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Scaffold-mediated non-viral delivery platform for CRISPR/Cas9-based genome editing.

08:00 EDT 9th April 2019 | BioPortfolio

Summary of "Scaffold-mediated non-viral delivery platform for CRISPR/Cas9-based genome editing."

Genome editing, especially via the simple and versatile type II CRISPR/Cas9 system, offers an effective avenue to precisely control cell fate, an important aspect of tissue regeneration. Unfortunately, most CRISPR/Cas9 non-viral delivery strategies only utilise micro-/nano-particle delivery methods. While these approaches provide reasonable genomic editing efficiencies, their systemic delivery may lead to undesirable off-target effects. For in vivo applications, a more localized and sustained delivery approach may be useful, particularly in the context of tissue regeneration. Here, we developed a scaffold that delivers the CRISPR/Cas9 components (i.e. single guide RNA (sgRNA) and Cas9 protein complexes) in a localized and non-viral manner. Specifically, using mussel-inspired bioadhesive coating, polyDOPA-melanin (pDOPA), we absorbed Cas9:sgRNA lipofectamine complexes onto bio-mimicking fiber scaffolds. To evaluate the genome-editing efficiency of this platform, U2OS.EGFP cells were used as the model cell type. pDOPA coating was essential in allowing Cas9:sgRNA lipofectamine complexes to adhere onto the scaffolds with a higher loading efficiency, while laminin coating was necessary for maintaining cell viability and proliferation on the pDOPA-coated fibers for effective gene editing (21.5% editing efficiency, p < 0.001). Importantly, U2OS.EGFP cells took up Cas9:sgRNA lipofectamine complexes directly from the scaffolds via reverse transfection. Overall, we demonstrate the efficacy of such fiber scaffolds in providing localized, sustained and non-viral delivery of Cas9:sgRNA complexes. Such genome editing scaffolds may find useful applications in tissue regeneration. Statement of Significance Currently, there is a lack of effective non-viral means to deliver CRISPR/Cas9 components for genome editing. Most existing approaches only utilize micro-/nano-particles by injection or systemic delivery, which may lead to undesirable off-target effects. Here, we report a platform that delivers the CRISPR/Cas9 components (i.e. single guide RNA (sgRNA) and Cas9 protein complexes) in a localized and sustained manner. We used mussel-inspired bioadhesive coating to functionalize the bio-mimicking fiber scaffolds with Cas9:sgRNA lipofectamine complexes, to allow effective gene editing for the cells seeded on the scaffolds. Importantly, the cells took up Cas9:sgRNA lipofectamine complexes directly from the scaffolds. Such genome editing scaffolds may find useful applications in tissue regeneration.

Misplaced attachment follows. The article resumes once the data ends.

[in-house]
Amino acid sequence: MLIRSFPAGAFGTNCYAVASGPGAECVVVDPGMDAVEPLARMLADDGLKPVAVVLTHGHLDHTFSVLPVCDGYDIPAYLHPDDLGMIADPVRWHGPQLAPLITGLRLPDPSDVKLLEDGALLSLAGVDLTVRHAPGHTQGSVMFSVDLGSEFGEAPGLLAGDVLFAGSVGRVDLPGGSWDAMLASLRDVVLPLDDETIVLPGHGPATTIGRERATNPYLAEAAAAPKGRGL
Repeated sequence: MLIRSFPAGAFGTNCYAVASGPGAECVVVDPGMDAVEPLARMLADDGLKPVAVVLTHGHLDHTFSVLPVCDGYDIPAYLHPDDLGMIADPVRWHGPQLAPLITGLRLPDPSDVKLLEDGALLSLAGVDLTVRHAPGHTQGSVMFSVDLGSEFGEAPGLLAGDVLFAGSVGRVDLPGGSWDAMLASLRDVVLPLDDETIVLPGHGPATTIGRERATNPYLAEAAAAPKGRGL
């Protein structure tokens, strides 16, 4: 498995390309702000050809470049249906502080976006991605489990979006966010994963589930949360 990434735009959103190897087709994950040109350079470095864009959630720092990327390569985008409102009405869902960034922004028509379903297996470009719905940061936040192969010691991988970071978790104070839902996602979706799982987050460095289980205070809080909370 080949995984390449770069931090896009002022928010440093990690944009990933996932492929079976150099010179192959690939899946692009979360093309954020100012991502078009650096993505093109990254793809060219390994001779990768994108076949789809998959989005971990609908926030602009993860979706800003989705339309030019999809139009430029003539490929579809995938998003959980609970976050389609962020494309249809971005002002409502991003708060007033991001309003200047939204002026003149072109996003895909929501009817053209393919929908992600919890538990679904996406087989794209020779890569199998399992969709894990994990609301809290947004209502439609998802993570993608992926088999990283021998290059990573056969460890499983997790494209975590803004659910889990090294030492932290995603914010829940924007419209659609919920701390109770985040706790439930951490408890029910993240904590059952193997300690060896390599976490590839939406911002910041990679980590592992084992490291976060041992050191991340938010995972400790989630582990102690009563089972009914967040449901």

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This article was published in the following journal.

Name: Acta biomaterialia
ISSN: 1878-7568
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Medical and Biotech [MESH] Definitions

Protein components of the CRISPR-CAS SYSTEMS for anti-viral defense in ARCHAEA and BACTERIA. These are proteins that carry out a variety of functions during the creation and expansion of the CRISPR ARRAYS, the capture of new CRISPR SPACERS, biogenesis of SMALL INTERFERING RNA (CRISPR or crRNAs), and the targeting and silencing of invading viruses and plasmids. They include DNA HELICASES; RNA-BINDING PROTEINS; ENDONUCLEASES; and RNA and DNA POLYMERASES.

Adaptive antiviral defense mechanisms, in archaea and bacteria, based on DNA repeat arrays called CLUSTERED REGULARLY INTERSPACED SHORT PALINDROMIC REPEATS (CRISPR elements) that function in conjunction with CRISPR-ASSOCIATED PROTEINS (Cas proteins). Several types have been distinguished, including Type I, Type II, and Type III, based on signature motifs of CRISPR-ASSOCIATED PROTEINS.

Semi-synthetic complex derived from nucleic-acid free viral particles. They are essentially reconstituted viral coats, where the infectious nucleocapsid is replaced by a compound of choice. Virosomes retain their fusogenic activity and thus deliver the incorporated compound (antigens, drugs, genes) inside the target cell. They can be used for vaccines (VACCINES, VIROSOME), drug delivery, or gene transfer.

A catalytic subunit of the NuA4 histone acetyltransferase complex that functions in transcriptional activation of genes by acetylation of nucleosomal HISTONES H4 and H2A, altering nucleosome-DNA interactions and interaction of the modified histones with other activating transcription factors. It may control gene expression changes associated with oncogene and proto-oncogene mediated growth induction, tumor suppressor mediated growth arrest; CELL AGING; APOPTOSIS; and DNA REPAIR. It is polyubiquitinated and degraded during HIV-1 infection through its interaction with the viral TAT PROTEIN.

Homer proteins belong to a family of adaptor and scaffold proteins which include Homer1, Homer2 and Homer3. Homer1 and Homer2 play a role in the regulation of calcium homeostasis, whereas Homer3 functions in stimulating changes in actin dynamics in neurons and T-cells. Homer proteins are best known as scaffold proteins at the post-synaptic density where they facilitate synaptic signaling. They function as a molecular switch in metabotropic glutamate receptor (MGluR) signaling, and are associated with human Fragile X syndrome.

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